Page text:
Today marks what would be Marilyn Monroe’s 94th birthday. It’s also ten years since I started my sister blog, ES Updates (affiliated to Everlasting Star, the longest-running online forum about Monroe.) Whereas on this website I cover a range of subjects in mostly long-form pieces, ES Updates is dedicated solely to Marilyn with shorter, more frequent posts relating to all aspects of her life and legacy. So if you’re looking for ways to celebrate her birthday, please head over to ES Updates and subscribe to the daily email bulletin; and for a deeper dive, read my novel, The Mmm Girl. (The photo shown above was taken by László Willinger in 1950 to promote one of Marilyn’s first important roles in All About Eve, which turns 70 this year.)
The fourth issue of SOLEDAD Arts Journal is out now on Amazon, for $7.71 (US) or £6.28 (UK.) And at 186 pages, it’s a content-heavy issue, with a cover story on filmmaker Cosmotropia de Xam. Inside she revisits locations and compares them with other movies made there. These include several areas of Spain, and the Polish city of Lodz, where David Lynch filmed Inland Empire (2006.) There’s also an interview with actress Rachel Audrey, who has appeared in five Cosmotropia projects.
Arizona duo Grumpy Bear, interviewed by editor Jeremy Richey, have released a five-track Soledad EP with a cinematic theme, free to readers on Bandcamp (contact Jeremy at email@example.com for the code.) Jeremy has also written a fascinating review of Henry Jaglom’s A Safe Place (1971), starring Tuesday Weld. Elsewhere, LaShane Arnett writes about her love affair with Psychedelic Furs, and Rachael Dunnett and Peter Jilmstead talk about Fragments of Fear, their podcast for fans of Italian horror and ‘giallo’ films.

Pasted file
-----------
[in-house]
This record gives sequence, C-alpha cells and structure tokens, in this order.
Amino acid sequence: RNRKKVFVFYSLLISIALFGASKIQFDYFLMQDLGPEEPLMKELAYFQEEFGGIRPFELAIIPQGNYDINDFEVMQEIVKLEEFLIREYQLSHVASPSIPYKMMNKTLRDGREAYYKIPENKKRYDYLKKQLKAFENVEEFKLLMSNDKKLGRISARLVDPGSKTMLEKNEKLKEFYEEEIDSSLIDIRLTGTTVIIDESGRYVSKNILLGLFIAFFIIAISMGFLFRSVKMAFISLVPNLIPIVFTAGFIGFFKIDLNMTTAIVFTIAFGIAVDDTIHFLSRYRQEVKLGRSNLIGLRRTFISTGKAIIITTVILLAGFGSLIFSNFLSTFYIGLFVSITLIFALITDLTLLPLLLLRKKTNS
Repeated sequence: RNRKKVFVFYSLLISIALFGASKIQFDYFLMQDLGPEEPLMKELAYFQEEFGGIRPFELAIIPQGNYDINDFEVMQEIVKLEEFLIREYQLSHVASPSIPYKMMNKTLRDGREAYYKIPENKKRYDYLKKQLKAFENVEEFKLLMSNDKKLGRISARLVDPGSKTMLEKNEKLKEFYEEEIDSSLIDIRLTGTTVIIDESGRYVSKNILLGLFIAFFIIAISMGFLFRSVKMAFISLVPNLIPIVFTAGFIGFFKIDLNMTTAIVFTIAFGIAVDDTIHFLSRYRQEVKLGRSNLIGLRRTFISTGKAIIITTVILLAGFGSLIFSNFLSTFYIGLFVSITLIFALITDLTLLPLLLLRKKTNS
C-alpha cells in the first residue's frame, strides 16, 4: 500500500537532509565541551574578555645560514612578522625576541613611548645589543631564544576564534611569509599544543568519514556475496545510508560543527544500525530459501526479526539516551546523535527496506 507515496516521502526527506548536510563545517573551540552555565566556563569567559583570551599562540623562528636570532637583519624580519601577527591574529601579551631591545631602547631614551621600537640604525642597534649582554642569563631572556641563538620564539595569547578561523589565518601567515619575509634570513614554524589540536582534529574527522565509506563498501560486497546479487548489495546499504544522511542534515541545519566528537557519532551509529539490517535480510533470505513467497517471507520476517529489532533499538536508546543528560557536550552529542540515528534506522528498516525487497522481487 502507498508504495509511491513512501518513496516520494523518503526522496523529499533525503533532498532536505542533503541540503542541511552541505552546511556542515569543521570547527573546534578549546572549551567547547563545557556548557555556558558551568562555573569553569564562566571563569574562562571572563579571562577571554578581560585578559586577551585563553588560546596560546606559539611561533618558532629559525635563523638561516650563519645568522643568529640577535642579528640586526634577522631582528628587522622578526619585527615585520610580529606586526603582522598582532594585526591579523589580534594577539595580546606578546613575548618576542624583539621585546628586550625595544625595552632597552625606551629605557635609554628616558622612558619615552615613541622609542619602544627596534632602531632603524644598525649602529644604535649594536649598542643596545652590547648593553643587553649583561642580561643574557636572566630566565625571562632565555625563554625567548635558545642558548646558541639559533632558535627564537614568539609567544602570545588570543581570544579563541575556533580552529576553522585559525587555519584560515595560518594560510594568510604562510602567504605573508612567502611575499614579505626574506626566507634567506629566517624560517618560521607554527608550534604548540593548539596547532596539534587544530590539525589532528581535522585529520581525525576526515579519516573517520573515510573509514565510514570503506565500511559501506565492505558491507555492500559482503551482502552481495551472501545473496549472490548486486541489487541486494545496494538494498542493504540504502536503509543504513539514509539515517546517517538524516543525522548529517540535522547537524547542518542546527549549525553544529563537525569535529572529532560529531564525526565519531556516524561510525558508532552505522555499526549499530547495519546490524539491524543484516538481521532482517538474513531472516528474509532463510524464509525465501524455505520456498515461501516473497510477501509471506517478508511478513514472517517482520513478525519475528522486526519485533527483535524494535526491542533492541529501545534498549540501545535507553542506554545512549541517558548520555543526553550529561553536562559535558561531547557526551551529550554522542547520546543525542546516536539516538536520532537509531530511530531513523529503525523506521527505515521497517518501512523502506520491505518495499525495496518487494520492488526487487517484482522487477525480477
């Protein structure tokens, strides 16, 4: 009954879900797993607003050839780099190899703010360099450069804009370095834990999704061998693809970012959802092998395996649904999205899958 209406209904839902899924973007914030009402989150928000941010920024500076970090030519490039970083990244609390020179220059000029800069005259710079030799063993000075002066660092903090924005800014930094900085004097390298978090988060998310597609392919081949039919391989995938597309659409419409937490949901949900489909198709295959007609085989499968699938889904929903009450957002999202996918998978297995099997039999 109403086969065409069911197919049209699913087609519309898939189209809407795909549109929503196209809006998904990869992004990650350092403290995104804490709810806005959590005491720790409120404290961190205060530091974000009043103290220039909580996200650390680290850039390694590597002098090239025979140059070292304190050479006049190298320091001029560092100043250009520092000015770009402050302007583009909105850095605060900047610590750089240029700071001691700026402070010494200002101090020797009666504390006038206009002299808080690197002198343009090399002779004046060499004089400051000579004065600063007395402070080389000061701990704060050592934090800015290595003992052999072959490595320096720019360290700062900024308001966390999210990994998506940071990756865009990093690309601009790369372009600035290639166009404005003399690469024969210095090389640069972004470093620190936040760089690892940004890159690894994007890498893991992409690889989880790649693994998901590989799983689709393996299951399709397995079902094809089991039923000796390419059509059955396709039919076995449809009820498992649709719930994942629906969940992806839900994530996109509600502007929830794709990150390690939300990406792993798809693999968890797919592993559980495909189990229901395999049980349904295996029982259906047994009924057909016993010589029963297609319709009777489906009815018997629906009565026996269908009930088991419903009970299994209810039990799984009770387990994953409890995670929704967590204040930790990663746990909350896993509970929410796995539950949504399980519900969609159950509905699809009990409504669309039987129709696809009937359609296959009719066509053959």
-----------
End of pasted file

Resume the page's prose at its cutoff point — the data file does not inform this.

Marcelline Block’s interview with artist Miles Ladin during his Masquerade exhibit is also featured, and Chris O’Neill talks with singer Gabbie Bam Bam about her influences. Filmmaker John Levy shares still photos from This Wild Wild Wound. Poetry and short fiction make a strong showing, with contributions from regulars Les Bohem, Robert Monell and Emily Clare Bryant, plus newcomers Neddal Ayad and Ruth La Sure, who combines writing and photography to striking effect.
And finally, you can read my review of Madonna’s Madame X – it’s fully illustrated over eighteen pages, and leaves no stone unturned!
Alan Olley, Amanda Coe, Arthouse1, Barbara Howey, Bo Gorzelak Pedersen, Caroline Coon, Catherine Edmunds, Cathy Lomax, Charlotte Innes, Charlotte Metcalf, Christine Keeler, Claudia Clare, David Astbury, Dear Christine, Elysium Gallery, Fine Cell Work, Fionn Wilson, Guinevere Clark, Helen Billinghurst, J.V. Martin, James Birch, Jeni Williams, Jo Mazelis, JoWonder, Julia Maddison, Julie Burchill, Kalliopi Minioudaki, Kathryn Gray, Lewis Morley, London, Lucy Cox, Mandy Rice-Davies, Marguerite Horner, Mari Ellis Dunning, Murray's Cabaret Club, Natalie d'Arbeloff, Newcastle, Pal Hansen, Patrick Jones, Pauline Boty, Poetry, Profumo Affair, Rebecca Fairman, Roxana Halls, Sadie Hennessy, Sadie Lee, Sal Jones, Sarah Caulfield, Sarah Shaw, Seymour Platt, Shani Rhys James, Soho, Sonja Benskin Mesher, Stella Vine, Swansea, Tanya Gold, The Keeler Affair, Vane Gallery, Wales, Wendy Nelson
Dear Christine: A Tribute to Christine Keeler first took root in 2014, when Fionn Wilson painted a set of four portraits in black and white, based on 1960s photographs by Lewis Morley and others. Like myself, Fionn first discovered Keeler in retrospect. She asked other women artists, some of whom had lived through the Profumo Affair to contribute works about Christine. For many of us, her story represents a rite of passage. As Fionn notes in her foreword to the exhibition catalogue, the scandal “let the genie of sex out of the bottle” and “dealt a death blow” to class deference. At the same time, it unleashed a brave new world of tabloid exposure. “Never had the press been so bold and it has never looked back.” Continue reading
Mark Blum was born in Newark and raised in Maplewood, New Jersey. As a teenager, trips to Broadway shows taught him to love the theatre, though he never considered acting as a career. “I was raised in one of those basic middle-class Jewish families in the suburbs,” he told the New York Times, “and that just wasn’t something somebody thought about.” Continue reading